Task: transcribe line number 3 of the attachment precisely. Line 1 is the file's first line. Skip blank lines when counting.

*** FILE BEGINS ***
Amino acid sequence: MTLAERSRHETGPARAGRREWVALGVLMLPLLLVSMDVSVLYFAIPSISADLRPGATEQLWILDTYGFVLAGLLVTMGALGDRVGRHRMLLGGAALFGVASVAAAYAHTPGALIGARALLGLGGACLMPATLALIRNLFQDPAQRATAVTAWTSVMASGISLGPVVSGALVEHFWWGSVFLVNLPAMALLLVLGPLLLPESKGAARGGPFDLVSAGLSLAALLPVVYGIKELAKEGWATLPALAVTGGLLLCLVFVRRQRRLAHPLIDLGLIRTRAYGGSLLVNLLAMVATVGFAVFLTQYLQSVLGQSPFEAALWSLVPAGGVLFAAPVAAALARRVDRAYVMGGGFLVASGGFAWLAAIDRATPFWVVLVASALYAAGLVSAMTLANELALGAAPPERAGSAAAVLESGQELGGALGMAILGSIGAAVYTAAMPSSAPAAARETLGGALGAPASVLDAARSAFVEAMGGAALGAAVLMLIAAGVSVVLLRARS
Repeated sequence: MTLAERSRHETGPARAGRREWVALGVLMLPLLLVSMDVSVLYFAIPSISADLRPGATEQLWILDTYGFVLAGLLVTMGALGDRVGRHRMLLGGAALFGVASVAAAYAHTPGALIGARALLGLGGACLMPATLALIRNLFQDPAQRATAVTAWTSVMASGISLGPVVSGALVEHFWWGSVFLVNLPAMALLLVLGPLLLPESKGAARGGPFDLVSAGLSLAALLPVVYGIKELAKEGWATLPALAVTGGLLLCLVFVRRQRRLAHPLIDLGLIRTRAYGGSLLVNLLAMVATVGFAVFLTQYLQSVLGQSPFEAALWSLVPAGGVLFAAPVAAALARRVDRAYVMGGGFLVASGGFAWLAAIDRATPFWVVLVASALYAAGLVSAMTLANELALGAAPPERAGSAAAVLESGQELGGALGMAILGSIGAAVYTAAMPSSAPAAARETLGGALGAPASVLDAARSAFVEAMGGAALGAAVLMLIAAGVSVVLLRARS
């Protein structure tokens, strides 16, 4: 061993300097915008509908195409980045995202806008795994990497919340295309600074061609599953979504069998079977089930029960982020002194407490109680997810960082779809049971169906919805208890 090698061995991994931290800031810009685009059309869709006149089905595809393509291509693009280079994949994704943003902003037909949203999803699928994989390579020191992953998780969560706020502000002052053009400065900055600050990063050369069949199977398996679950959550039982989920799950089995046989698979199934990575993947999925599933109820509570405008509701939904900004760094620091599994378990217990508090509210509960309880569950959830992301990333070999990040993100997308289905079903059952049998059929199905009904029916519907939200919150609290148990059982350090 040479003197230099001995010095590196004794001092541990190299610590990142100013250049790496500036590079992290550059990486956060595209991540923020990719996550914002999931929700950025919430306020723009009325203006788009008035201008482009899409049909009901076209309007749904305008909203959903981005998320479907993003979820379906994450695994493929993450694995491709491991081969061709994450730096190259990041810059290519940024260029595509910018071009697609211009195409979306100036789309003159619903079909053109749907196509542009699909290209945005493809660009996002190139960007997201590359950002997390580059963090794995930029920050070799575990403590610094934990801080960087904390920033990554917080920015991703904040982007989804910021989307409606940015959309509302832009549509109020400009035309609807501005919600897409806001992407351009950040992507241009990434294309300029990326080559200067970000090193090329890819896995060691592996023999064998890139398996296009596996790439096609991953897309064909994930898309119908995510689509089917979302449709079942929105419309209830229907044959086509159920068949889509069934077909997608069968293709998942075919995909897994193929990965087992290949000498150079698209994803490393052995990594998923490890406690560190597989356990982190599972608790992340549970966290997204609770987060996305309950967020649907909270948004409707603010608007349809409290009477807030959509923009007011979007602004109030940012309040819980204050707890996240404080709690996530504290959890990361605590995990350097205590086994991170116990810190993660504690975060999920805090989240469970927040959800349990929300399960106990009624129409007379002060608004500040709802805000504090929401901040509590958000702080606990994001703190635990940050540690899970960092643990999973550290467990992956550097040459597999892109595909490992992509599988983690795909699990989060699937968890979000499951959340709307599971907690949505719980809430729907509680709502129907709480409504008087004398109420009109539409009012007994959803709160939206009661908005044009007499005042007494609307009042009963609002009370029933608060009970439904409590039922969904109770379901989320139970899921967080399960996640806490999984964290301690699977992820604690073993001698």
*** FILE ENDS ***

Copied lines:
């Protein structure tokens, strides 16, 4: 061993300097915008509908195409980045995202806008795994990497919340295309600074061609599953979504069998079977089930029960982020002194407490109680997810960082779809049971169906919805208890 090698061995991994931290800031810009685009059309869709006149089905595809393509291509693009280079994949994704943003902003037909949203999803699928994989390579020191992953998780969560706020502000002052053009400065900055600050990063050369069949199977398996679950959550039982989920799950089995046989698979199934990575993947999925599933109820509570405008509701939904900004760094620091599994378990217990508090509210509960309880569950959830992301990333070999990040993100997308289905079903059952049998059929199905009904029916519907939200919150609290148990059982350090 040479003197230099001995010095590196004794001092541990190299610590990142100013250049790496500036590079992290550059990486956060595209991540923020990719996550914002999931929700950025919430306020723009009325203006788009008035201008482009899409049909009901076209309007749904305008909203959903981005998320479907993003979820379906994450695994493929993450694995491709491991081969061709994450730096190259990041810059290519940024260029595509910018071009697609211009195409979306100036789309003159619903079909053109749907196509542009699909290209945005493809660009996002190139960007997201590359950002997390580059963090794995930029920050070799575990403590610094934990801080960087904390920033990554917080920015991703904040982007989804910021989307409606940015959309509302832009549509109020400009035309609807501005919600897409806001992407351009950040992507241009990434294309300029990326080559200067970000090193090329890819896995060691592996023999064998890139398996296009596996790439096609991953897309064909994930898309119908995510689509089917979302449709079942929105419309209830229907044959086509159920068949889509069934077909997608069968293709998942075919995909897994193929990965087992290949000498150079698209994803490393052995990594998923490890406690560190597989356990982190599972608790992340549970966290997204609770987060996305309950967020649907909270948004409707603010608007349809409290009477807030959509923009007011979007602004109030940012309040819980204050707890996240404080709690996530504290959890990361605590995990350097205590086994991170116990810190993660504690975060999920805090989240469970927040959800349990929300399960106990009624129409007379002060608004500040709802805000504090929401901040509590958000702080606990994001703190635990940050540690899970960092643990999973550290467990992956550097040459597999892109595909490992992509599988983690795909699990989060699937968890979000499951959340709307599971907690949505719980809430729907509680709502129907709480409504008087004398109420009109539409009012007994959803709160939206009661908005044009007499005042007494609307009042009963609002009370029933608060009970439904409590039922969904109770379901989320139970899921967080399960996640806490999984964290301690699977992820604690073993001698």